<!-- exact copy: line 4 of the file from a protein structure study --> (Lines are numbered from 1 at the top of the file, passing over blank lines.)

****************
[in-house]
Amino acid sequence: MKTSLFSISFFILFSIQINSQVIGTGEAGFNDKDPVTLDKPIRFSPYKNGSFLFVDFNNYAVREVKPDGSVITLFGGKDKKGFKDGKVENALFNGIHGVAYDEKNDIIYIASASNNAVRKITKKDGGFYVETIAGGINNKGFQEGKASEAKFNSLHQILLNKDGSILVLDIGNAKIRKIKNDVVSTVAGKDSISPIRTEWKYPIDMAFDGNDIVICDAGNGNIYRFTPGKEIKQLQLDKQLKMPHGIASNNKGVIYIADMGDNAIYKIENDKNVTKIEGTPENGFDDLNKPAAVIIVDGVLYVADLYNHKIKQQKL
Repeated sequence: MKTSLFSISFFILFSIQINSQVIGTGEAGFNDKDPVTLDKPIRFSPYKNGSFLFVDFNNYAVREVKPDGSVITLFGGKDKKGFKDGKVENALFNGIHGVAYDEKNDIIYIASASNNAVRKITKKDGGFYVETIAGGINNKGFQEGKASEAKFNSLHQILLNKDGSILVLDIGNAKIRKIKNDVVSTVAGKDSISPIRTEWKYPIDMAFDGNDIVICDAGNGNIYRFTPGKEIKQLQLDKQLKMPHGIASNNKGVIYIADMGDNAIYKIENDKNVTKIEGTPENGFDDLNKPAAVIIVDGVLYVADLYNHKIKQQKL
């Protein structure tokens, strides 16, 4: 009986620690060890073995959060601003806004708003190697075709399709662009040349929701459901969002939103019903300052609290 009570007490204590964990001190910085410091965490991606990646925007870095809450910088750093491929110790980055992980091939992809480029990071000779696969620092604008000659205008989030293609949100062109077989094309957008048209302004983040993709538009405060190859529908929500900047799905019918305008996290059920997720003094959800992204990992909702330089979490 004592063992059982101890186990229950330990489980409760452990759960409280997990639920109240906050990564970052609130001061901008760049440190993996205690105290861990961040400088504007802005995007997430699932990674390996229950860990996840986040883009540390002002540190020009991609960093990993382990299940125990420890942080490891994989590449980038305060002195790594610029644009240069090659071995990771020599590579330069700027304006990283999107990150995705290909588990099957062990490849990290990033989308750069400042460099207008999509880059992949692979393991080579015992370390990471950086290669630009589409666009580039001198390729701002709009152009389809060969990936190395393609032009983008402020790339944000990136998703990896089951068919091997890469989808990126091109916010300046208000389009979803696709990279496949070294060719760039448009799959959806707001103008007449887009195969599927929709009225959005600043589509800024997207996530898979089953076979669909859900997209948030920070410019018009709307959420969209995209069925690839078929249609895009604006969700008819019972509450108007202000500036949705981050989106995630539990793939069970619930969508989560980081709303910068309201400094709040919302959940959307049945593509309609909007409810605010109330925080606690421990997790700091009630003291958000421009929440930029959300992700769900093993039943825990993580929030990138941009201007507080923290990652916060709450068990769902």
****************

């Protein structure tokens, strides 16, 4: 009986620690060890073995959060601003806004708003190697075709399709662009040349929701459901969002939103019903300052609290 009570007490204590964990001190910085410091965490991606990646925007870095809450910088750093491929110790980055992980091939992809480029990071000779696969620092604008000659205008989030293609949100062109077989094309957008048209302004983040993709538009405060190859529908929500900047799905019918305008996290059920997720003094959800992204990992909702330089979490 004592063992059982101890186990229950330990489980409760452990759960409280997990639920109240906050990564970052609130001061901008760049440190993996205690105290861990961040400088504007802005995007997430699932990674390996229950860990996840986040883009540390002002540190020009991609960093990993382990299940125990420890942080490891994989590449980038305060002195790594610029644009240069090659071995990771020599590579330069700027304006990283999107990150995705290909588990099957062990490849990290990033989308750069400042460099207008999509880059992949692979393991080579015992370390990471950086290669630009589409666009580039001198390729701002709009152009389809060969990936190395393609032009983008402020790339944000990136998703990896089951068919091997890469989808990126091109916010300046208000389009979803696709990279496949070294060719760039448009799959959806707001103008007449887009195969599927929709009225959005600043589509800024997207996530898979089953076979669909859900997209948030920070410019018009709307959420969209995209069925690839078929249609895009604006969700008819019972509450108007202000500036949705981050989106995630539990793939069970619930969508989560980081709303910068309201400094709040919302959940959307049945593509309609909007409810605010109330925080606690421990997790700091009630003291958000421009929440930029959300992700769900093993039943825990993580929030990138941009201007507080923290990652916060709450068990769902």